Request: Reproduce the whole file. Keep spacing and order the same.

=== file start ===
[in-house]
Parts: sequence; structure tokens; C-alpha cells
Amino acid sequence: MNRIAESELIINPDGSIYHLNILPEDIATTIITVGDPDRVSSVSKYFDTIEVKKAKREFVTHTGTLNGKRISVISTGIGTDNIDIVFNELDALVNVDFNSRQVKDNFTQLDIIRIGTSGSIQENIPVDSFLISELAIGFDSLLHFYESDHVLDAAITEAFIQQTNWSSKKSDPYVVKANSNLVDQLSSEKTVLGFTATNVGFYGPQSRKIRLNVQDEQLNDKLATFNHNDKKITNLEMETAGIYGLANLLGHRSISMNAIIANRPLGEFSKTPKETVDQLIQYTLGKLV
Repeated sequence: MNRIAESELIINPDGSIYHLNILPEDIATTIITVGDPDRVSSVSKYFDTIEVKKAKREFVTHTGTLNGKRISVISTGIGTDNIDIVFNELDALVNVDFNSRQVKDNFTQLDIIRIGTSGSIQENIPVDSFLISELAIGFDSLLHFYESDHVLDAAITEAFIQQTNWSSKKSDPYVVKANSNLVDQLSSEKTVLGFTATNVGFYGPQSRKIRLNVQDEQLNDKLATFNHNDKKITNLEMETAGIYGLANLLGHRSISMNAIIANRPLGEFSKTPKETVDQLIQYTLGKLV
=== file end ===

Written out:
[in-house]
Parts: sequence; structure tokens; C-alpha cells
Amino acid sequence: MNRIAESELIINPDGSIYHLNILPEDIATTIITVGDPDRVSSVSKYFDTIEVKKAKREFVTHTGTLNGKRISVISTGIGTDNIDIVFNELDALVNVDFNSRQVKDNFTQLDIIRIGTSGSIQENIPVDSFLISELAIGFDSLLHFYESDHVLDAAITEAFIQQTNWSSKKSDPYVVKANSNLVDQLSSEKTVLGFTATNVGFYGPQSRKIRLNVQDEQLNDKLATFNHNDKKITNLEMETAGIYGLANLLGHRSISMNAIIANRPLGEFSKTPKETVDQLIQYTLGKLV
Repeated sequence: MNRIAESELIINPDGSIYHLNILPEDIATTIITVGDPDRVSSVSKYFDTIEVKKAKREFVTHTGTLNGKRISVISTGIGTDNIDIVFNELDALVNVDFNSRQVKDNFTQLDIIRIGTSGSIQENIPVDSFLISELAIGFDSLLHFYESDHVLDAAITEAFIQQTNWSSKKSDPYVVKANSNLVDQLSSEKTVLGFTATNVGFYGPQSRKIRLNVQDEQLNDKLATFNHNDKKITNLEMETAGIYGLANLLGHRSISMNAIIANRPLGEFSKTPKETVDQLIQYTLGKLV